Mentor: Adam Eggebrecht, Assistant Professor of Radiology
Lab description: Our Brain Light Lab of the Biophotonics Research Center, is a diverse and interdisciplinary team whose research focuses on developing novel tools that extend mapping of brain function beyond current limitations. We harness the power of diffuse optics to create portable and wearable systems for minimally constrained imaging of brain function. This technology facilitates mapping brain function in participants who are especially challenging to study with fMRI such as toddlers and children with autism and patients undergoing surgery or intensive care. Our efforts are focused on three broad areas: hardware development, software and algorithm development, and applications from basic science to clinical care. Hardware development projects concentrate on optimizing signal-to-noise, image quality, subject comfort, and portability. Software and algorithm projects include Finite Element Modeling of light propagation, image reconstruction speed and accuracy, spatial registration of multiple data types, and development of a self-contained toolbox, NeuroDOT (https://www.nitrc.org/projects/neurodot/), for acquisition and analysis of diffuse optical tomography data and extensions for uncovering statistically meaningful relationships between metrics of brain function and behavior. Current funded applications of focus include childhood development of brain function and behavior as it relates to autism spectrum disorder and congenital heart disease.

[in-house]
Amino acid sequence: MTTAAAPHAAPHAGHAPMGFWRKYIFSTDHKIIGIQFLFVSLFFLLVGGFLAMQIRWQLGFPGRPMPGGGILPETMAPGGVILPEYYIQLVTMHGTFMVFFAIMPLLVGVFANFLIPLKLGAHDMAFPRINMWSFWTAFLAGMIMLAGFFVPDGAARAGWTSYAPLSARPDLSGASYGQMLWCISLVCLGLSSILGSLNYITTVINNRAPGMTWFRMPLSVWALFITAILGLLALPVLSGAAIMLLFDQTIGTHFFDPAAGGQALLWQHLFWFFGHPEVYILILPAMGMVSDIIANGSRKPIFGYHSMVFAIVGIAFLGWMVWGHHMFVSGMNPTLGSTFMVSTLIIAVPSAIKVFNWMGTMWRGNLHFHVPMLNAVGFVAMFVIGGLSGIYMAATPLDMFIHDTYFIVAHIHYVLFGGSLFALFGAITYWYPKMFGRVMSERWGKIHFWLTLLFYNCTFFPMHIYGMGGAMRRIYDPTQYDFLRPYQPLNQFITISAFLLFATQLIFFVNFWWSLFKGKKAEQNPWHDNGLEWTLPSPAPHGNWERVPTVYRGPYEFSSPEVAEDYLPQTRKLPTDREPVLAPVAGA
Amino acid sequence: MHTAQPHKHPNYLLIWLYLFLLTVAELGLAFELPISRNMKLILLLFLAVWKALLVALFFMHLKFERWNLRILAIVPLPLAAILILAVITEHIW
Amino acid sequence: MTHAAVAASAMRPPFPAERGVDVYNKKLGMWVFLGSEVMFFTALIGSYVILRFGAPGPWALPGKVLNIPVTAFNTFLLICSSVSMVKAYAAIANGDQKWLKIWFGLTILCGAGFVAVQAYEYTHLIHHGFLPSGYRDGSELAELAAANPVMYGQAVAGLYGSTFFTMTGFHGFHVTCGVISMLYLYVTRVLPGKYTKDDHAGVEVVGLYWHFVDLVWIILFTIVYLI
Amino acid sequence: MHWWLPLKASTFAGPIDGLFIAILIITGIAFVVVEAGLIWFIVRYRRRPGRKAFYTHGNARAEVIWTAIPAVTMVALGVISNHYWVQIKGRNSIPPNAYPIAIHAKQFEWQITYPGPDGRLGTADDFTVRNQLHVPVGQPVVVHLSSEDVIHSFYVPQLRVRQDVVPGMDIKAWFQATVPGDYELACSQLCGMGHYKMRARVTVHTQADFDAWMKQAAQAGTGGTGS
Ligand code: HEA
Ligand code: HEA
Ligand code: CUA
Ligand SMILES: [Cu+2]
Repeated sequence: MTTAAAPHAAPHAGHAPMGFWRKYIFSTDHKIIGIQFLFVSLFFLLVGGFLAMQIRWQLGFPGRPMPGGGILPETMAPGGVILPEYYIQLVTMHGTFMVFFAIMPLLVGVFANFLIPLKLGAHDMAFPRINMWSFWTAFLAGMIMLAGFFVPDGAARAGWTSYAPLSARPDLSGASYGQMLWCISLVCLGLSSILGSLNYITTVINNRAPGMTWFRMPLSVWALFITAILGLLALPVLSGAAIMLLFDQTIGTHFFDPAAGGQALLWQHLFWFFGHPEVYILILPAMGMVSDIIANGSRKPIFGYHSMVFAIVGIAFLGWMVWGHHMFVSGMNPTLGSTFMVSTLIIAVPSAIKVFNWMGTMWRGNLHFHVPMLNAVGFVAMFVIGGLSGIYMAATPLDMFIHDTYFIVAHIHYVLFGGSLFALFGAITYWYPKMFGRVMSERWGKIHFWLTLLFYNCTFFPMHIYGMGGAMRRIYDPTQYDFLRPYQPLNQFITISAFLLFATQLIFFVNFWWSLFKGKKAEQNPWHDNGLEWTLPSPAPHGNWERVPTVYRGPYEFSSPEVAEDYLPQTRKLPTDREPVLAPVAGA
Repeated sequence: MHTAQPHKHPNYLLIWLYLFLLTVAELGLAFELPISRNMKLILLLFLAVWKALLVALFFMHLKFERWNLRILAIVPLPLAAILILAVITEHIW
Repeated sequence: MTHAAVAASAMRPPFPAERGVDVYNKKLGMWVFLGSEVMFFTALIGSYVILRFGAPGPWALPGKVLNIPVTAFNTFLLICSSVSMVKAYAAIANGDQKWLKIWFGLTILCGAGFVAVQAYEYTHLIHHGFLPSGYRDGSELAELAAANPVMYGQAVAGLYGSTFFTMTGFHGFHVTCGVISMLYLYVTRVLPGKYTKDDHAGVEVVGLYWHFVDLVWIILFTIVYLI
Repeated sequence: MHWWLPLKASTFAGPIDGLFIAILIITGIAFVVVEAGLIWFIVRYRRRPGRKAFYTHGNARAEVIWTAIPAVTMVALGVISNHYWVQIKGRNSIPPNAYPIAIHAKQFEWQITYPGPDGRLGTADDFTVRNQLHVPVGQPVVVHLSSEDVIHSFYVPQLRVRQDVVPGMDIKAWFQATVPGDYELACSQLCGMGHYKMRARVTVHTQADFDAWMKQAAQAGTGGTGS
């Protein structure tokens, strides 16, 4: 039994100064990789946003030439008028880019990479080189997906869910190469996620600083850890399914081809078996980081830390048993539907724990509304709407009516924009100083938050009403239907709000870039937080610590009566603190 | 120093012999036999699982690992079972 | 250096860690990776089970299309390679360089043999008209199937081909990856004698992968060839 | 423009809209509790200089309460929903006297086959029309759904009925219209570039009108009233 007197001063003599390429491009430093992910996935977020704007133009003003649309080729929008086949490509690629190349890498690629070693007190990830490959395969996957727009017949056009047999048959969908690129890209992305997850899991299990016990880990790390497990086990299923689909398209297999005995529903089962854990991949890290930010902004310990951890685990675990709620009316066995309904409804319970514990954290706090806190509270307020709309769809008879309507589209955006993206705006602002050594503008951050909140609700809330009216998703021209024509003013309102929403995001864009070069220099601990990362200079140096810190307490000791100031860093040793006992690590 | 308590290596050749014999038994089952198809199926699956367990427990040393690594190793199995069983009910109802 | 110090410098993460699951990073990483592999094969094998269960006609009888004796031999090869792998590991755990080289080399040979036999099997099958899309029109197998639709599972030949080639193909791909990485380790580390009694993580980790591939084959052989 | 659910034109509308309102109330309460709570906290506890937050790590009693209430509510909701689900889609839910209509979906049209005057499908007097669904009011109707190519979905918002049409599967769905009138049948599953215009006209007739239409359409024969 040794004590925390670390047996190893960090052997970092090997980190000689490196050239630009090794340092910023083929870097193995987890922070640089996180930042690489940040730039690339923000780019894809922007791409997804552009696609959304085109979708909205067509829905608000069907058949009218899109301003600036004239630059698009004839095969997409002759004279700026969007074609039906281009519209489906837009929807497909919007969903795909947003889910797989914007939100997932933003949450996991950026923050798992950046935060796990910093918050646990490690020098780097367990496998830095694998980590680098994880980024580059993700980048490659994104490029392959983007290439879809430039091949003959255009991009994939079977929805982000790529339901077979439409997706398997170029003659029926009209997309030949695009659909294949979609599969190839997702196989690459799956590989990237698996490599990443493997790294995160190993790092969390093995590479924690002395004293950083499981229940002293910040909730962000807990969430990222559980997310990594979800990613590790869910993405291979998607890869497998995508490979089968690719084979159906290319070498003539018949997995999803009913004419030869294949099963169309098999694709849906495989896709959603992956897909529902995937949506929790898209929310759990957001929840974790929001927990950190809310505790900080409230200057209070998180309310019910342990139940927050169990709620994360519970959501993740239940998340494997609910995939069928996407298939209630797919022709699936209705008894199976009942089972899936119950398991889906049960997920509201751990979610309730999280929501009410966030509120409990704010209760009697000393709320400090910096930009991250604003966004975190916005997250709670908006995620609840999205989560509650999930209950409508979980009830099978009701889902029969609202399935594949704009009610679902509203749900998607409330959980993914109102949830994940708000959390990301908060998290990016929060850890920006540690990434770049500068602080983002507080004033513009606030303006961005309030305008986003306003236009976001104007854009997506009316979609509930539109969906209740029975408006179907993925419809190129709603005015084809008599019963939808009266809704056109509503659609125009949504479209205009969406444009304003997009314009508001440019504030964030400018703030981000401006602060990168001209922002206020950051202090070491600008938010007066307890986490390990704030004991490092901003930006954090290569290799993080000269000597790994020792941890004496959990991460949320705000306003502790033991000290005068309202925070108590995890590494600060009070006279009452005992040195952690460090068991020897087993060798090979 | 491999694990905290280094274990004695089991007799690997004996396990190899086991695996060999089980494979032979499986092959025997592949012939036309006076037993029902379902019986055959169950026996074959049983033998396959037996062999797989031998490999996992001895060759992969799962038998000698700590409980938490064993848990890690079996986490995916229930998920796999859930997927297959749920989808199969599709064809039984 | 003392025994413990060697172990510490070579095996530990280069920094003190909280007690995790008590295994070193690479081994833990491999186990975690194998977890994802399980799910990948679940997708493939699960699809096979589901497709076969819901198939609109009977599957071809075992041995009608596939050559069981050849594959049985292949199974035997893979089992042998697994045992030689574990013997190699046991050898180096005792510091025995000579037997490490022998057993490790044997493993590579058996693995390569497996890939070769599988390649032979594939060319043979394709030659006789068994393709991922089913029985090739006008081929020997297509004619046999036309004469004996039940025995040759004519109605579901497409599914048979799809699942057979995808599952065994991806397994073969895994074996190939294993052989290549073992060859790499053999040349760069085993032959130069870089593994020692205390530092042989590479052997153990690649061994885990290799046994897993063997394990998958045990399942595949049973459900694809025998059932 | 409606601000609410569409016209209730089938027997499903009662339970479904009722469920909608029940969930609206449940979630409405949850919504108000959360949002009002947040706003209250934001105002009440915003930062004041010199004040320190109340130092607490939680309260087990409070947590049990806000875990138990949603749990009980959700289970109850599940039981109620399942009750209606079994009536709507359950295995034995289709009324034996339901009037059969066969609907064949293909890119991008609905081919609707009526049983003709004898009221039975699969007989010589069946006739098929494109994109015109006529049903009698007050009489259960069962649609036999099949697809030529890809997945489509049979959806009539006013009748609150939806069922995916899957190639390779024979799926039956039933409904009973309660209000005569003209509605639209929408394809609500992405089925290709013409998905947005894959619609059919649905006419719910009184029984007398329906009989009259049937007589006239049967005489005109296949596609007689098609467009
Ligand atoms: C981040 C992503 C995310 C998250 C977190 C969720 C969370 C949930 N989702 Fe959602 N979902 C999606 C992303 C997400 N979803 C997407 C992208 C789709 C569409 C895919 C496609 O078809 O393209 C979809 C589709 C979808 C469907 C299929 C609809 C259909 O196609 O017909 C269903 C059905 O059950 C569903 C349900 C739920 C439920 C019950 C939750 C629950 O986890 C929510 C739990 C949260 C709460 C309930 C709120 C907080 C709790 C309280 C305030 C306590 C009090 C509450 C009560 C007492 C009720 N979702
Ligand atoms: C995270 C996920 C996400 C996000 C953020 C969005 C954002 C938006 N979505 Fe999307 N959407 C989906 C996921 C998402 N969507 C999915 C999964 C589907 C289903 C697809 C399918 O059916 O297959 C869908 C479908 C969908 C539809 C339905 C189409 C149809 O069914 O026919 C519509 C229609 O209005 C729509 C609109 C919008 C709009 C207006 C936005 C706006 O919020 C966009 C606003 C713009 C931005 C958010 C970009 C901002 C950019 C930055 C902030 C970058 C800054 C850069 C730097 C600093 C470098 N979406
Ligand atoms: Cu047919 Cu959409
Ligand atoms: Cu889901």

Project: While mortality rates have improved for children born with congenital heart disease, morbidity rates for patients who undergo corrective surgery and/or extracorporeal membrane oxygenation (ECMO) can have life-long effects. Current neuromonitoring technologies that can be deployed at the bedside have low sensitivity and predictive value for detecting changes in physiology that may underlie deleterious outcomes. The summer project provides opportunities for data collection during surgery and/or ECMO maintenance with our custom bedside neuroimaging device. Additionally, the project would involve opportunities for data analyses including the development of new strategies to relate variability in physiological status and brain networks with outcomes. The student would interact with team members from a variety of disciplines, work with state-of-the-art technology, and obtain computational experience.